TORONTO, Ontario, February 8, 2011 ( – At a major Ontario government equity and inclusive education conference last month, the head of the body charged by Ontario’s Catholic Bishops with overseeing curriculum joined in a presentation that assumed Catholic elementary schools would use books portraying homosexual relationships positively, a conference participant has told LifeSiteNews.

Sr. Joan Cronin, executive director of the Institute for Catholic Education, co-presented the workshop for Catholics on “religious accommodation”, where they discussed a scenario in which a father was upset that the reading list for his daughter’s grade 6 class included a book depicting two “fathers” in a same-sex “marriage”.

The attendee, who wished to remain anonymous for fear of reprisals, said Sr. Cronin sat by without a word as her co-presenter simply presumed such books were in the Catholic system.  The attendee said the discussion focused strictly on how the principal should accommodate the father who felt the book threatened family values.

The January 26-27 conference, which brought together representatives from all Ontario’s publicly-funded school boards to promote the controversial equity and inclusive education strategy, had been slammed by the Family Coalition of Party of Ontario over the heavy involvement of the widely-criticized Ontario Human Rights Commission.  Leader Phil Lees said the OHRC’s involvement signalled their “takeover” of the province’s education sector, posing a threat even to private schools and homeschoolers.

The anonymous attendee told LifeSiteNews that the conference gave “the message that the OHRC is very intent on monitoring what we are teaching and professing – kind of like Big Brother watching us.”  In an opening address, OHRC chief commissioner Barbara Hall said the OHRC will be watching the schools closely, the attendee explained, and would be collecting “human rights data” to see if the systemic changes are effective.

In a plenary session, three public school principals emphasized the importance of “social justice” and of providing children with role models.  But three of those named as social justice “heroes” were prominent promoters of abortion – Stephen Lewis, June Callwood, and David Suzuki.

The session co-presented by Sr. Cronin dealt with various scenarios which were based on real occurrences.  Another scenario involved a grade 3 Catholic teacher in a common-law relationship.  But rather than address the concern over an unmarried Catholic teacher cohabitating, her co-presenter focused on the school’s duty to accommodate the teacher’s desire to celebrate Jewish holidays with her male live-in partner.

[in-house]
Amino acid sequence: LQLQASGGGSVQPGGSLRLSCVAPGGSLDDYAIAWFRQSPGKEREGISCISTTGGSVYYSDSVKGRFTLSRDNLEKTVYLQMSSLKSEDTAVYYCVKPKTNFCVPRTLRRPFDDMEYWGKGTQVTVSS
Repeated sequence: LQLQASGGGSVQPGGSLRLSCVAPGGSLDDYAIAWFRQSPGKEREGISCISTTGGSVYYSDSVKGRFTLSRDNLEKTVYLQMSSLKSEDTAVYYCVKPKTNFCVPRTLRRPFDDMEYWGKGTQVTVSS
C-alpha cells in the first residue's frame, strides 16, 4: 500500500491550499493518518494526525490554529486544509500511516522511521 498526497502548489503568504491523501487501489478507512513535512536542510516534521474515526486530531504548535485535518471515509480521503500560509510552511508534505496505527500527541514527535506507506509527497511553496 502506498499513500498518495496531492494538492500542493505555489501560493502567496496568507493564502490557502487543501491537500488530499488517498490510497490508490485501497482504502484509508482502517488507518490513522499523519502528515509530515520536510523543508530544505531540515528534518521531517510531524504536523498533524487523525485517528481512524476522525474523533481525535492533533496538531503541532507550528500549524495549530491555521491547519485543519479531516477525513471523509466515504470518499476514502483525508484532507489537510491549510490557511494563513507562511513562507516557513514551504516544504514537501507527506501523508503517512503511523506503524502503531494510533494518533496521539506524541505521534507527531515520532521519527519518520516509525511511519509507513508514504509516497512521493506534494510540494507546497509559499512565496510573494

The attendee was surprised that Sr. Cronin, who was present throughout the session, did not speak up to warn that the homosexual-positive book, “The Wonderful World of Dads”, might be inappropriate for a Catholic school, nor to point out that it’s problematic for Catholic teachers to cohabit outside of marriage.

The conference speakers made the Halton Catholic District School Board a target of “corporate bullying,” according to the attendee, by repeatedly bringing up the recent debacle over their pro-family equity policy.  Last month, the trustees voted down the policy, which included a ban on gay-straight alliances, under pressure from homosexual activists.

“It was a way of putting [the board] down and marginalizing them,” the attendee said. “That’s sad because Halton are the ones who’ve taken a stand on Catholic teaching. They’re a group that other Catholic boards need to model, not profane.”

At a luncheon, a Catholic administrator detailed his son’s trials as a “gay” student in a Catholic board.  The attendee said the administrator – David Pihach from the Niagara Catholic District School Board – made it seem the Catholic system was at fault for his child being beaten up every day at school.  Pihach repeated four times that his son was “born that way”.  The talk earned him a standing ovation from both the Catholic and public representatives.

Chris D’Souza, who has delivered workshops promoting the equity strategy in over a dozen Catholic boards, said in one of his workshops that he is proud gay men can get married in Canada, and that he believes in surrogacy, whereby homosexual couples can have families.

The Ontario equity strategy has faced strong criticism from pro-family advocates, who warn that the government’s intent is to promote the acceptance and affirmation of homosexuality.

“The threat to parental rights and freedom of conscience cannot be overstated,” said the Family Coalition Party of Ontario. “Parents who object to the indoctrination of their own children will become the objects of derision. The denominational rights and teaching authority of the Catholic Church is directly threatened by this intervention of the OHRC.”

Sr. Cronin did not respond to repeated calls from LifeSiteNews over several days. Her secretary was informed that the story concerned Sister Cronin and LSN wished to give her a chance to respond.

To respectfully express concerns, contact:

Tim Hudak, Opposition Leader
The Ontario PC Party
19 Duncan Street
Suite 401
Toronto, ON M5H 3H1
Phone: 416-861-0020
Toll-free: 1-800-903-6453
Fax: 416-861-9593
Email: [email protected]

Most Reverend Thomas Collins, Archbishop of Toronto  
President, Assembly of Catholic Bishops of Ontario
1155 Yonge Street  
Toronto, ON M4T 1W2
Tel: (416) 934-3400 #609  
Fax: (416) 934-3452  
E-mail: [email protected]

Most Reverend Gerard Bergie, Bishop of St. Catharines
Chair, Ontario Bishops’ Education Commission
P.O. Box 875
St. Catharines, ON L2R 6Z4
Tel: (905) 684-0154
Fax: (905) 684-2185
E-mail: [email protected]